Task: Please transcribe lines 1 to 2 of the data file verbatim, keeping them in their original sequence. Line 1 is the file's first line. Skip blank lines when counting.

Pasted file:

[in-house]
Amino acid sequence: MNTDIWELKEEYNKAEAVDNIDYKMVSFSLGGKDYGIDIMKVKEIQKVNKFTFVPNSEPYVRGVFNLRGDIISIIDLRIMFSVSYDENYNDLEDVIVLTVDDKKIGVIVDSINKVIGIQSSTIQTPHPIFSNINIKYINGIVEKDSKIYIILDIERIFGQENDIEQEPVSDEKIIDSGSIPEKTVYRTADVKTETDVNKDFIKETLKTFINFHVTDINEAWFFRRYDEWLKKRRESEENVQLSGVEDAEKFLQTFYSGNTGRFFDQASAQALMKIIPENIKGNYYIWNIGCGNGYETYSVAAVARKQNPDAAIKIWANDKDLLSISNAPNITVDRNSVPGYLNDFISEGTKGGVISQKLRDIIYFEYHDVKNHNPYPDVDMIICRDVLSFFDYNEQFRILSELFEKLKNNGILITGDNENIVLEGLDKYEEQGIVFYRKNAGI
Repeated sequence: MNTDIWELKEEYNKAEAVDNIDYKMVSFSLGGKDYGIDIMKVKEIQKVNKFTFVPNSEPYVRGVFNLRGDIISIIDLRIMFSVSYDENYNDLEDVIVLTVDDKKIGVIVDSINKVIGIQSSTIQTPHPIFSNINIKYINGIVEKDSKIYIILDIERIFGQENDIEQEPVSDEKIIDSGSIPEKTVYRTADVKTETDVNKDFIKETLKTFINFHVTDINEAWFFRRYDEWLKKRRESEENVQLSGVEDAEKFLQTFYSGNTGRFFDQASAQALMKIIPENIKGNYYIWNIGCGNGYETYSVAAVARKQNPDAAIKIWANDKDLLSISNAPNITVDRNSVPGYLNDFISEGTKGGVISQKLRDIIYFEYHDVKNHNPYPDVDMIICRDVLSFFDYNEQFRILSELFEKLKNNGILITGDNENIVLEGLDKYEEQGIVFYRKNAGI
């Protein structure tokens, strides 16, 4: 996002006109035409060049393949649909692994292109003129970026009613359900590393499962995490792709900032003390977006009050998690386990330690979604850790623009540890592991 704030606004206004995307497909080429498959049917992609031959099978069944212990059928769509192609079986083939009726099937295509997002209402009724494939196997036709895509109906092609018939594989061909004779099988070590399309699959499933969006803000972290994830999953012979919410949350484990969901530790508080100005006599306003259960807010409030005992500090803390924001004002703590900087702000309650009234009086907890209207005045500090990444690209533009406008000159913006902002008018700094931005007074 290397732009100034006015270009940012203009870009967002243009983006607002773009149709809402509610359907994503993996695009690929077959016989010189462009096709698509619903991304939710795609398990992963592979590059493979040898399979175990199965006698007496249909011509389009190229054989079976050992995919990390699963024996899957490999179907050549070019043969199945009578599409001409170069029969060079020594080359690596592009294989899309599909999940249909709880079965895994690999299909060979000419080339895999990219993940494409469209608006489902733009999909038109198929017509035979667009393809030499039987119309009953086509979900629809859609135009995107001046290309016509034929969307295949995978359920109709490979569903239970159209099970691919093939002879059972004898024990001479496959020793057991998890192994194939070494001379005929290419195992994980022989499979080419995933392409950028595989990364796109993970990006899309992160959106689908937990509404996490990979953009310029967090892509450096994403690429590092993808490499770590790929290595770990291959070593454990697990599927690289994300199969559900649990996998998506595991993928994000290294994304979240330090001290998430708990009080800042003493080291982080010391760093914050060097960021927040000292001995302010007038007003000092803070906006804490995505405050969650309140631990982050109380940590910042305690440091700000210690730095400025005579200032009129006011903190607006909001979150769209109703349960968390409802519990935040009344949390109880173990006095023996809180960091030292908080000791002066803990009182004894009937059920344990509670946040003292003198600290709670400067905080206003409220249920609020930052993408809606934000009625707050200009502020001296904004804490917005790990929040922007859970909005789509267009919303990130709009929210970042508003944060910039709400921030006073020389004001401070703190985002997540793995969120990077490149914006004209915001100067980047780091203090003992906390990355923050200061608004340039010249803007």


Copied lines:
[in-house]
Amino acid sequence: MNTDIWELKEEYNKAEAVDNIDYKMVSFSLGGKDYGIDIMKVKEIQKVNKFTFVPNSEPYVRGVFNLRGDIISIIDLRIMFSVSYDENYNDLEDVIVLTVDDKKIGVIVDSINKVIGIQSSTIQTPHPIFSNINIKYINGIVEKDSKIYIILDIERIFGQENDIEQEPVSDEKIIDSGSIPEKTVYRTADVKTETDVNKDFIKETLKTFINFHVTDINEAWFFRRYDEWLKKRRESEENVQLSGVEDAEKFLQTFYSGNTGRFFDQASAQALMKIIPENIKGNYYIWNIGCGNGYETYSVAAVARKQNPDAAIKIWANDKDLLSISNAPNITVDRNSVPGYLNDFISEGTKGGVISQKLRDIIYFEYHDVKNHNPYPDVDMIICRDVLSFFDYNEQFRILSELFEKLKNNGILITGDNENIVLEGLDKYEEQGIVFYRKNAGI